The first 3 nights are always the hardest especially if your puppy has never been in a crate. There are many options for housebreaking but I prefer a regular routine of the puppy being told “kennel” and then placed into the crate. If they have not been exposed to a crate they will often cry for the first 10 minutes before settling down to sleep. The most important part of crate training is responding when they cry in the middle of the night. If they start to whine or bark I take them outside for a potty break and always reinforcing how good they are when they go outside. BUT, the most important part of crate training is that you don’t reinforce the fact they are barking but rather that they need to go out. Once they do their business you put them back into the crate. You can expect your puppy only to sleep 2-3 hours at most for the first few nights.
Our first night went like this: in crate at 9:30 out at 10:30 to pee and poop. 12:30 back outside to pee and poop. 3am back outside to pee and poop. 4am back outside to pee. Esme then decided she wanted to play, I put her back into the crate and she did bark for 15 minutes before settling down. 6am is the time all dogs are let out and breakfast is served!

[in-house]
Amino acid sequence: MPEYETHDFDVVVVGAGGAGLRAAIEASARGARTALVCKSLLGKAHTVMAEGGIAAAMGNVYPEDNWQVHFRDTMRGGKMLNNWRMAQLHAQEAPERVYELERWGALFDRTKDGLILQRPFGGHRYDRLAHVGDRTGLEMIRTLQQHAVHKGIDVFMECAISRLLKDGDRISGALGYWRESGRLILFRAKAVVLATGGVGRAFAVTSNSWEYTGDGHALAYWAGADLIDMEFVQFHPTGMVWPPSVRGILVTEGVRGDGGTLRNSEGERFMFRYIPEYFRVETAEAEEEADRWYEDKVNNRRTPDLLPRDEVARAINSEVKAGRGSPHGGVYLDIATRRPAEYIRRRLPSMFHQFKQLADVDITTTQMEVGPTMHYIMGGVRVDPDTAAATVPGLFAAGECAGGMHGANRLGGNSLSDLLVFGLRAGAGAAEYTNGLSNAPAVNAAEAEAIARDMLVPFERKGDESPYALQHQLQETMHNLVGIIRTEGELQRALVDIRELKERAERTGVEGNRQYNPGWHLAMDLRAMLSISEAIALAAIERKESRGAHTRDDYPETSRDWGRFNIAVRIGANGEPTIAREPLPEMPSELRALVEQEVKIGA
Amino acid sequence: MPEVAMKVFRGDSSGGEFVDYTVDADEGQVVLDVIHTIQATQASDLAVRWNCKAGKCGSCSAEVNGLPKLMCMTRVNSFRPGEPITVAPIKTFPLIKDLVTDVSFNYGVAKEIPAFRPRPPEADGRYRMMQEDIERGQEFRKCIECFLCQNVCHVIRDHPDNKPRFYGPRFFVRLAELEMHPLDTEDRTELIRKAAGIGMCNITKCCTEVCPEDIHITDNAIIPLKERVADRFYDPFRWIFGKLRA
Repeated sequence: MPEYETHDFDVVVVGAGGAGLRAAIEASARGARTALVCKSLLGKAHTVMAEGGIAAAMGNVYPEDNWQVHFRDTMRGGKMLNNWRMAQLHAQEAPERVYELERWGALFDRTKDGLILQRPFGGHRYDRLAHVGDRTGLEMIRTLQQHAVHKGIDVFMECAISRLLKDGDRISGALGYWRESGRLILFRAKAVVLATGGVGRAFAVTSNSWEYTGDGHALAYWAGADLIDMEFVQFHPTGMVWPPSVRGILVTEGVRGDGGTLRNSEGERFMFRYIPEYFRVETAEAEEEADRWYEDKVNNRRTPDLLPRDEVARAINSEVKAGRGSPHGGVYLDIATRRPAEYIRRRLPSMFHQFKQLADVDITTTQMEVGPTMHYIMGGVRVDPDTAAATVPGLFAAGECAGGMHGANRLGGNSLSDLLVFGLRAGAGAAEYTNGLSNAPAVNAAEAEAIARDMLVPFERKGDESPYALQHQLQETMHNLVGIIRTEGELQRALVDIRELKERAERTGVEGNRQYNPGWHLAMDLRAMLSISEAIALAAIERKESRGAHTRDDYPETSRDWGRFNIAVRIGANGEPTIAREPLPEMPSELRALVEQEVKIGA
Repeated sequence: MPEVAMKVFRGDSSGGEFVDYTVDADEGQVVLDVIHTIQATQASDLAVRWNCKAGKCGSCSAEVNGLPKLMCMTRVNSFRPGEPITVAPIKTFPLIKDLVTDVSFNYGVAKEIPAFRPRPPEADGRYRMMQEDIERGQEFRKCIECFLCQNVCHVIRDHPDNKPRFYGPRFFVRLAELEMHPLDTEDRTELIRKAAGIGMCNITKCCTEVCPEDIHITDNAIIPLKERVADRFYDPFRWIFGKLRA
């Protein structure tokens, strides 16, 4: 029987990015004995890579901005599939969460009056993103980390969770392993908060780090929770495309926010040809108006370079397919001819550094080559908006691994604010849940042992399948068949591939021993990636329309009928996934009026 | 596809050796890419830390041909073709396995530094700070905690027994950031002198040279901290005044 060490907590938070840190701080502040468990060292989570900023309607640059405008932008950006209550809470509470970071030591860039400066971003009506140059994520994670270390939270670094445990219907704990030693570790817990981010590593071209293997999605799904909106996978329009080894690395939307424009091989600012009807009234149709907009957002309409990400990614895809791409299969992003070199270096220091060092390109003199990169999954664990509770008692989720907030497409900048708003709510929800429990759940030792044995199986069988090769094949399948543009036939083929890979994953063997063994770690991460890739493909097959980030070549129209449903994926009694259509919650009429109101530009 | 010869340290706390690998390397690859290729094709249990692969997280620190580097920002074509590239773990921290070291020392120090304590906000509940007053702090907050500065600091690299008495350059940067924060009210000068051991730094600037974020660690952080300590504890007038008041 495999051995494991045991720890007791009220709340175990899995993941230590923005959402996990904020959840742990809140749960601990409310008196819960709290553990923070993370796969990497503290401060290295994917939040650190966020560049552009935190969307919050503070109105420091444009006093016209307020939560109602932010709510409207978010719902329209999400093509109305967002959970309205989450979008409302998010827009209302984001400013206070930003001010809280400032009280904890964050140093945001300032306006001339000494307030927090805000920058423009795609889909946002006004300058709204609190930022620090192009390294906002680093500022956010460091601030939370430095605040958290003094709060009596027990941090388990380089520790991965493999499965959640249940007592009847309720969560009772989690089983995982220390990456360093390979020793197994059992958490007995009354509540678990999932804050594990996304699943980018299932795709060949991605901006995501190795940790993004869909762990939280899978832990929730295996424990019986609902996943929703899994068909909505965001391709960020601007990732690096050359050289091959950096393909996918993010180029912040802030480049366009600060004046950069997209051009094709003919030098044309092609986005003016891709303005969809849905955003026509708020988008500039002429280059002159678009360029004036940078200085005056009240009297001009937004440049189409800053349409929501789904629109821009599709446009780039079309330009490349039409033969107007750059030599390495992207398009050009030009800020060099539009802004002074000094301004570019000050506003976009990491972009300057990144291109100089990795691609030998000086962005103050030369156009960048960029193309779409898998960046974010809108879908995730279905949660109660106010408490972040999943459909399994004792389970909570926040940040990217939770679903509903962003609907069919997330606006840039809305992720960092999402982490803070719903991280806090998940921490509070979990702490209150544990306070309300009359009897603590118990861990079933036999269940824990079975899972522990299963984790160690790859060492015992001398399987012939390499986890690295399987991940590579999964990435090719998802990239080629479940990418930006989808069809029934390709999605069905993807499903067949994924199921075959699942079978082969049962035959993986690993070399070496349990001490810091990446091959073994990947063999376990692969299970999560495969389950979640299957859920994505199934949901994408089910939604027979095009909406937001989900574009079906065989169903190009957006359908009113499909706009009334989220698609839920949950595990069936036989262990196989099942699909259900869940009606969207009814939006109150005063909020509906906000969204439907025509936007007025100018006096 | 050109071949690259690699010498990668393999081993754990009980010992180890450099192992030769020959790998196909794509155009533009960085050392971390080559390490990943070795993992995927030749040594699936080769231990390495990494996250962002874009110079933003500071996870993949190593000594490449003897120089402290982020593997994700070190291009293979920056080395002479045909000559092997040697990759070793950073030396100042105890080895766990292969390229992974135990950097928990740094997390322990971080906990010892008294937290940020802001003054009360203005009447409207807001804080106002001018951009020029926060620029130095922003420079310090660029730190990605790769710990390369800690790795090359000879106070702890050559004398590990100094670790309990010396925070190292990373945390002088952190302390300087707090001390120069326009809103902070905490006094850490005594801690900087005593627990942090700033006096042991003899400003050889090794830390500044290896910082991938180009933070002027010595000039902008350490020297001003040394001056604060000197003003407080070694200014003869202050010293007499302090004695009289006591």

We were lucky enough to be able to meet the parents of our new puppy. I always advised new owners to meet the parents as this will give you the best idea of what your puppy will be like when they grow up. Is the mother friendly? Can children pet her? Is she well kept? Are the puppies playful? Do they have clean coats? Do they enjoy being held?
Esme is a border collie. She was in a X-pen with her five other siblings. When we walked over to the pen she promptly jumped up on the gate and wanted to be petted as did her other litter mates. They all liked to be held and they smelled clean. We had the chance to watch her interact with her mother and litter mates. We also were able to play with the mother before we picked up our puppy.
This would be a long ride home 6+ hours, but we were prepared, we had blankets, a water bowl, some cooked chicken and plastic baggies if needed. The owner of the puppies did not feed Esme per our request so that her first car ride would be a pleasant experience.
This diary will be used to show what to do and NOT to do when you bring home your new puppy. If you have any training questions please use the form on the Contact page to send us a note.
It was decided that we would bring a new puppy into our already full household. We have now one year old boxer who we rescued from the Cumberland Animal Shelter when she was six weeks old, and a five month old bull terrier/tavern mix who we adopted from Loiselle Animal Rescue. Each one of these rescues presented with different training issues. Because Dory was removed from her mother at such a young age she has issues with separation anxiety and also destroys toys from excessive chewing. Here is Dory then and now:
Charlie was hit by an automobile at 8 weeks and surrendered to animal rescue. He will always have a limp and as he gets older he will have arthritis in the leg that was broken. He also had issues with submissive urination whenever he was touched.
Finally, Tuscon is our resident cat who believes he is a dog stuck in a cat's body. He was also adopted from Cumberland Animal Shelter. He gets along with all the dogs that have visited our house.